Mold In Your Home
What are molds?
Molds are microscopic fungi that live on plant or animal matter. They serve an important, positive role by helping to decompose organic matter. It is estimated that there are more than 100,000 species of mold. At least 1,000 species are common in the U.S.
Where are molds found?
Molds are found in virtually every environment and can be detected year round both indoors and outdoors. Mold growth is encouraged by warm and humid conditions. They can be found outdoors in shady, damp areas or places of decomposing vegetation. Indoors, mold can be found where there is sufficient moisture or where humidity levels are high, such as basements or showers.
What are the potential health effects of mold?
The most common types of mold are generally not hazardous to healthy individuals. People who have asthma, hay fever or other allergies or who have weakened immune systems are more likely to react to mold. Common symptoms include runny nose, eye irritations, skin rash, cough, congestion and aggravation of asthma or allergies. These symptoms should stop when mold level is reduced.
How do you know if you have a mold problem? Should the house be tested for mold?
Trained professionals can test for mold. However, these tests can be expensive and are usually considered unnecessary. Testing results will always be positive, since mold occurs everywhere. Additionally, there are no standards for safe or unsafe levels of mold. Whenever you see or smell mold, assume there is a problem and take measures to reduce the presence of mold in your home or building.
Large mold infestations can usually be seen or smelled.
What Is Stachybotrys chartarum (pronounced Stack-ee-BOT-ris; also known as Stachybotrys atra)?
This is the "black mold" that you hear and read about. Stachybotrys chartarum (SC) is one mold that is associated with health effects in people. SC is a greenish-black mold that can grow on materials with a high cellulose content (drywall, dropped ceiling tiles, wood) that are chronically moist or water damaged as a result of high humidity, water leaks, condensation or flooding. SC is a relatively uncommon mold. SC spores do not become easily airborne and therefore contamination of indoor air by SC is unusual.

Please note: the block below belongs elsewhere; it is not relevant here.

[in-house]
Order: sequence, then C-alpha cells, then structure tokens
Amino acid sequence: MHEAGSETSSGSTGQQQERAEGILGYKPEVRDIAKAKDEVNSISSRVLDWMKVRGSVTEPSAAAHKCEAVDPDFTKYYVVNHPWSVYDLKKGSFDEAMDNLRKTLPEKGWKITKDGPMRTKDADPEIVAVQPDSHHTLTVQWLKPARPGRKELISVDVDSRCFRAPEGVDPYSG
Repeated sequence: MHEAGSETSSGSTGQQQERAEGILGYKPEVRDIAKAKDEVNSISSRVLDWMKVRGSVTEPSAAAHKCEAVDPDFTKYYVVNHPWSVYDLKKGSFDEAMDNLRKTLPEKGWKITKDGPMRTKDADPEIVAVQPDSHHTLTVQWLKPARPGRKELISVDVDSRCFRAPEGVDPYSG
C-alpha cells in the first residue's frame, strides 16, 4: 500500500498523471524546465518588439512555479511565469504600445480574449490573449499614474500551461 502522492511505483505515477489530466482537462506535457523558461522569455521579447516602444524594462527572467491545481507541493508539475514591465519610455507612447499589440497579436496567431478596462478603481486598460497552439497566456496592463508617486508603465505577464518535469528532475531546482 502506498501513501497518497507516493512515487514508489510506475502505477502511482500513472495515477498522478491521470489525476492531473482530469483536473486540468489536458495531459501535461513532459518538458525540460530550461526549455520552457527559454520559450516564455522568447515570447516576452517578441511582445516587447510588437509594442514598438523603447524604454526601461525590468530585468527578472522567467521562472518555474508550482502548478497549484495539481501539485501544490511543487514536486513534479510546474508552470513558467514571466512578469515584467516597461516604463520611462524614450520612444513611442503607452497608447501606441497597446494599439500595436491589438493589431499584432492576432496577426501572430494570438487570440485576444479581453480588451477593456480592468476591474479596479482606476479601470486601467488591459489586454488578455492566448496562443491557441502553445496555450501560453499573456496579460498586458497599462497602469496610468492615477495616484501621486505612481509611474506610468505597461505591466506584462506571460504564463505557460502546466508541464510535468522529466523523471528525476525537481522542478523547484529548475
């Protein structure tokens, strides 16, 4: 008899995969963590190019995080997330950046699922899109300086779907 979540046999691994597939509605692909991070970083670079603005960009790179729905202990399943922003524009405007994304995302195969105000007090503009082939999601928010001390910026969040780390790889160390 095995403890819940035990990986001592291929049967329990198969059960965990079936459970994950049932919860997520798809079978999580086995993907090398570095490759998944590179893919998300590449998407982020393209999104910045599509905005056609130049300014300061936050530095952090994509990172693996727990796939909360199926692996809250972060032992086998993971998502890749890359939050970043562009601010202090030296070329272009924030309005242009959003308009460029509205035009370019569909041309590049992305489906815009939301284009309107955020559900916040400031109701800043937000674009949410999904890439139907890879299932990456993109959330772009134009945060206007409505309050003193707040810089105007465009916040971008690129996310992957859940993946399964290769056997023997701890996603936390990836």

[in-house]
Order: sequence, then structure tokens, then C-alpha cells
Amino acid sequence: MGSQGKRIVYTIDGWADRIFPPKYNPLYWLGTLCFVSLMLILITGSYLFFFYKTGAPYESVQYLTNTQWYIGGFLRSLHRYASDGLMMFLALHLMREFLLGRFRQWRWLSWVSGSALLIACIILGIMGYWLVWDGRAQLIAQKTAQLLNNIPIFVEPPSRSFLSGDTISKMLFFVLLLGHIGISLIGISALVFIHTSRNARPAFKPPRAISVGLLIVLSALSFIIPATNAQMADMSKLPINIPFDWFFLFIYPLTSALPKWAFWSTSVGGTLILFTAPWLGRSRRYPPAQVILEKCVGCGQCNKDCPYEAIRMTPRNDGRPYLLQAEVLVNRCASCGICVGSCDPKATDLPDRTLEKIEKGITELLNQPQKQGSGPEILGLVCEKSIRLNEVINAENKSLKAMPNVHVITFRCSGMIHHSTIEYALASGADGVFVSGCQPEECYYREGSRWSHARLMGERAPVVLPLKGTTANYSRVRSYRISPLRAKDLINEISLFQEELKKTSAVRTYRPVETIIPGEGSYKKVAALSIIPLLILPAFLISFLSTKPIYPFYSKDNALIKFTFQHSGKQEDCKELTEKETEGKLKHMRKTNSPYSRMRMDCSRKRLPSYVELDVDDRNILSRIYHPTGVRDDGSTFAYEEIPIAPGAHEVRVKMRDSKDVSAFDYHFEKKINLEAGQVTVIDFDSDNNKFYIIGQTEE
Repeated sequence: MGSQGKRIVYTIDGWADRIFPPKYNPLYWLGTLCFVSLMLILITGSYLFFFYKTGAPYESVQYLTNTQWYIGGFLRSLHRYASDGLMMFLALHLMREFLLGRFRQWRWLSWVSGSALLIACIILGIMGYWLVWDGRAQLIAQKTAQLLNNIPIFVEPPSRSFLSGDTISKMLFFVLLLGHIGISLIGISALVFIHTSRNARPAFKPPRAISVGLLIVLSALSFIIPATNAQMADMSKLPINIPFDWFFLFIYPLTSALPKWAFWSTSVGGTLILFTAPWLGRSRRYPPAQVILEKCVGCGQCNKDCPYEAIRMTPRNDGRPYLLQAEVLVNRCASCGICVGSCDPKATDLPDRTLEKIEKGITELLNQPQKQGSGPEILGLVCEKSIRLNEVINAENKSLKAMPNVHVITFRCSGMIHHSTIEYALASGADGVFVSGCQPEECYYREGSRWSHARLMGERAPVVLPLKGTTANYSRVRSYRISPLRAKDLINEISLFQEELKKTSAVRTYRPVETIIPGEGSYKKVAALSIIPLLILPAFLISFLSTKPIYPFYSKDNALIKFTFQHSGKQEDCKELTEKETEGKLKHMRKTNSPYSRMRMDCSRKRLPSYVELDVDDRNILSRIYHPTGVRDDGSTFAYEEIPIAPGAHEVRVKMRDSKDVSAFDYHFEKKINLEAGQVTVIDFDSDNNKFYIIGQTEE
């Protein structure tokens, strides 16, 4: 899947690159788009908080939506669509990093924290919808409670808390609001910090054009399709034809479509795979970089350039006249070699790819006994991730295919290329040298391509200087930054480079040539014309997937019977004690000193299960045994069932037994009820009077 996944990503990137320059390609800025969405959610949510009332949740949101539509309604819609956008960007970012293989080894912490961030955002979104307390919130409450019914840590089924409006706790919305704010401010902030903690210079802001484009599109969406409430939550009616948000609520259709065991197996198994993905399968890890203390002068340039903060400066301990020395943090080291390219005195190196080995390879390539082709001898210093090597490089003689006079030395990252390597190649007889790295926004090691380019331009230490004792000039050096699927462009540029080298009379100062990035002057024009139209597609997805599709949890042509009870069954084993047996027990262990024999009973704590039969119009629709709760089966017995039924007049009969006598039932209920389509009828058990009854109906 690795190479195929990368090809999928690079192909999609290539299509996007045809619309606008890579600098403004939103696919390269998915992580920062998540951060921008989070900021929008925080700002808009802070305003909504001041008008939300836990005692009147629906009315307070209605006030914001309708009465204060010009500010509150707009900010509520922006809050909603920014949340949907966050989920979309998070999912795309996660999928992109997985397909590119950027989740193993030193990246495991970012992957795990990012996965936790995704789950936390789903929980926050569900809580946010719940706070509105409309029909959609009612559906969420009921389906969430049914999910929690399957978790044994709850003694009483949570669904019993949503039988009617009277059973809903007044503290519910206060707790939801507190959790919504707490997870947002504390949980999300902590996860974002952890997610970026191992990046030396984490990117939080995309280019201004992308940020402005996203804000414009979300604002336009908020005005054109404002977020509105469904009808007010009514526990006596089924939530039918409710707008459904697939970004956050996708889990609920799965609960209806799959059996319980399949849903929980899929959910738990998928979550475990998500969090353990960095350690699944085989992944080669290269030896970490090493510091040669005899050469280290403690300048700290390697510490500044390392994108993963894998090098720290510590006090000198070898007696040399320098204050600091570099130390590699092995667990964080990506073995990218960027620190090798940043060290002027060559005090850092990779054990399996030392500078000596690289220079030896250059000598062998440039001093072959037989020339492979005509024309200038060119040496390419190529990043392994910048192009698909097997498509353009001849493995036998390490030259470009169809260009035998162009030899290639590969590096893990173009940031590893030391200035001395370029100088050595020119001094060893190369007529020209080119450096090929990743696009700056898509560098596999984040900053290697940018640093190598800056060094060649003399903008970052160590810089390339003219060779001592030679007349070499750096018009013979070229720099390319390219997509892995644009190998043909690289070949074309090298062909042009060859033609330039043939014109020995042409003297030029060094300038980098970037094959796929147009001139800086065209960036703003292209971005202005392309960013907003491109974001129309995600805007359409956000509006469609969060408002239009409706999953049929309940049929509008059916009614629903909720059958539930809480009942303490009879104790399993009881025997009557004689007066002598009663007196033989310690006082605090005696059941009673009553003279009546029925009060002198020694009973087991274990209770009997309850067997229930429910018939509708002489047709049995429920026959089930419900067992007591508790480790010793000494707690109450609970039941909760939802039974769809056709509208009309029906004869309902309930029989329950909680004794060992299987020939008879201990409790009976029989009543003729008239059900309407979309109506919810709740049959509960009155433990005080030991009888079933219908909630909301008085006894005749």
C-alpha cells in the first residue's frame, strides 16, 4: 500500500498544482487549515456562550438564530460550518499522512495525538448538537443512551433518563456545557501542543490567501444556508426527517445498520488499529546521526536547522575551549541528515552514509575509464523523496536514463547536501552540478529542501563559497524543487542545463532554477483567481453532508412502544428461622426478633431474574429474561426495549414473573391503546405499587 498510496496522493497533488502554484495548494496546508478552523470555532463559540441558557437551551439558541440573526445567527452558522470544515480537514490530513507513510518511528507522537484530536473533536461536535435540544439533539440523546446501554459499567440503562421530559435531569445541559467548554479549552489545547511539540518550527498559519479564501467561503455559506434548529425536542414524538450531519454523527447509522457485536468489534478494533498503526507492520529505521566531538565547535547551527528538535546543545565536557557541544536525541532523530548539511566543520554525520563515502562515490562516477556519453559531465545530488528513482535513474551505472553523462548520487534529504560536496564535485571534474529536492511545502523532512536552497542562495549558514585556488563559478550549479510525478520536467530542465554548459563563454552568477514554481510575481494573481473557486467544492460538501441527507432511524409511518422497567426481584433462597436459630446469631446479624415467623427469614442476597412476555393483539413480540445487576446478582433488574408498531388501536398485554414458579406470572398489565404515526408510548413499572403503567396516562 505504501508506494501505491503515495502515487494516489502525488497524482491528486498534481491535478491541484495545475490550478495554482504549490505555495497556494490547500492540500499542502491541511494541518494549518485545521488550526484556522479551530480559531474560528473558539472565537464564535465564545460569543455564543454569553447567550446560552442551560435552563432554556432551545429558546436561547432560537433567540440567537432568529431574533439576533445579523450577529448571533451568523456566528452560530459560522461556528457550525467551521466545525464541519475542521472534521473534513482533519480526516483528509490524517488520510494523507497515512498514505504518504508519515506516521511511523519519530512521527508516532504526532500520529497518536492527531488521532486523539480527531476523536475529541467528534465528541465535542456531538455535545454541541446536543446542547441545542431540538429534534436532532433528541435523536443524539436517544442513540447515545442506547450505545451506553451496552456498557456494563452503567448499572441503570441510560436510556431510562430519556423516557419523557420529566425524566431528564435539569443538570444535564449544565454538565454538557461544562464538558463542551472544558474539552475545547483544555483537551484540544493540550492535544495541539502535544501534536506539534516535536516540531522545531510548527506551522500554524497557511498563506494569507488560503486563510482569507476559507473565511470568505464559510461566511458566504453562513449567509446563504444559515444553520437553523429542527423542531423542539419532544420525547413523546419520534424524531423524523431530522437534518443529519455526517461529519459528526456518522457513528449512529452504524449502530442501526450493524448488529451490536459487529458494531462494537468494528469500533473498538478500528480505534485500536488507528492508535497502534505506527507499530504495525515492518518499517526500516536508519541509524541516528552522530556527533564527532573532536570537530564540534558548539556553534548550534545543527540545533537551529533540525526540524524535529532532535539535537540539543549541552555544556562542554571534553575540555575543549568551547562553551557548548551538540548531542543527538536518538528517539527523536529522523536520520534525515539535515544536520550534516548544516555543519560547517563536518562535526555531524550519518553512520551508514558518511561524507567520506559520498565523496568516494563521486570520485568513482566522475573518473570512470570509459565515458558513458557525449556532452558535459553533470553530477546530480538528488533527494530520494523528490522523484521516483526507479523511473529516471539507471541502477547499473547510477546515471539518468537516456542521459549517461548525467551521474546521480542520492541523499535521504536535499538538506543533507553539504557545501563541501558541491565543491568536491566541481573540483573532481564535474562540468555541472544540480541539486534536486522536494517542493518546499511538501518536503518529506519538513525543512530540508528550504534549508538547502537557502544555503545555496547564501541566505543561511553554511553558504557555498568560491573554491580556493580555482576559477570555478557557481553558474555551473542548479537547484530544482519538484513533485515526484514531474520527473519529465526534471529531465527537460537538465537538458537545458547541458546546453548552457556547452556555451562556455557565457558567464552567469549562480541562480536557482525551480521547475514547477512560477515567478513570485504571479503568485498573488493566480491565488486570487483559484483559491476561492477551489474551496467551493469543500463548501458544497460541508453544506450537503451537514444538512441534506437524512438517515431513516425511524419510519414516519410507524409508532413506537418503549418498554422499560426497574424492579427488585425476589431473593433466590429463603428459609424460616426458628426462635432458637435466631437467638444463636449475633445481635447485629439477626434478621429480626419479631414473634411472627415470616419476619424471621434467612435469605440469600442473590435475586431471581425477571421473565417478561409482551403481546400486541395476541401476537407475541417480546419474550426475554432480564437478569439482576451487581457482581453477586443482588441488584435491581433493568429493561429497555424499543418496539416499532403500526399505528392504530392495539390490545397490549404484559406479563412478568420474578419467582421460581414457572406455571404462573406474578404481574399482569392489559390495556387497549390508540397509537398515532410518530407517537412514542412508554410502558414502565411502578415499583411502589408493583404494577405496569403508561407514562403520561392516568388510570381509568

How can you tell if Stachybotrys chartarum is present in your home?
Many molds are black in appearance but are not Stachybotrys chartarum. For example, the black mold commonly found between bathroom tiles is not SC. Stachybotrys chartarum can only be positively identified through microscopic examination or by specially trained professionals.
What should you do if you have mold in your home?
Indoor mold growth indicates a problem with water or moisture. You should not need to take any different precautions with Stachybotrys chartarum than with other molds.
Nonporous (e.g., metals, glass, and hard plastics) and semiporous (e.g., wood and concrete) materials contaminated with mold that are still structurally sound can often be cleaned with bleach-and-water solutions (1-2 c. bleach/gallon of water).
It is recommended that porous materials (e.g., ceiling tiles, wallboards, carpeting and fabrics) that cannot be cleaned be removed and discarded. In rare cases with extensive mold growth (large surface areas greater than 100 square feet or where the material is severely degraded), clean-up may require extreme precautions.
How can you keep mold out of your home?
There is no practical way to eliminate all molds and mold spores in the indoor environment; the way to control indoor mold growth is to control moisture.
Common intervention methods for addressing mold problems include the following:
- fixing water leakage problems
- increasing ventilation in kitchens and bathrooms by using exhaust fans
- maintaining heating, ventilating, and air conditioning (HVAC) systems
- changing HVAC filters frequently, as recommended by manufacturer
- keeping gutters and downspouts in working order and ensuring that they drain water away from the foundation
- routinely checking, cleaning, and drying drip pans in air conditioners, refrigerators, and dehumidifiers
- increasing ventilation (e.g., using exhaust fans or open windows to remove humidity when cooking, showering, or using the dishwasher)
- venting clothes dryers to the outside
- maintaining an ideal relative humidity level in the home of 40% to 60% by using a dehumidifier
- locating and removing sources of moisture (controlling dampness and humidity and repairing water leakage problems)
- cleaning or removing mold-contaminated materials
- sloping surrounding soil away from building foundations
- heating all rooms in the winter and adding heating to outside wall closets
- reducing the number of indoor plants
- using air conditioning at times of high outdoor humidity
- removing materials with severe mold growth
- using high-efficiency air filters.
- using a sump pump in basements prone to flooding
- vapor barriers, sump pumps, and aboveground vents can also be installed in crawlspaces to prevent moisture problems.
- Clean and dry damp/wet building materials and furnishings within 24 - 48 hours to prevent mold growth.
- Prevent condensation: Reduce the potential for condensation on cold surfaces (windows, piping, exterior walls, roof or floors) by adding insulation.
- In areas where there is a perpetual moisture problem, do not install carpeting
If you have any questions, call us at 586-469-5236, Monday-Friday, 8:30 a.m. - 5:00 p.m. or E-mail us now.
- Center for Disease Control
- Environmental Protection Agency
- Michigan Department of Community Health
- New York City Department of Health and Mental Hygiene.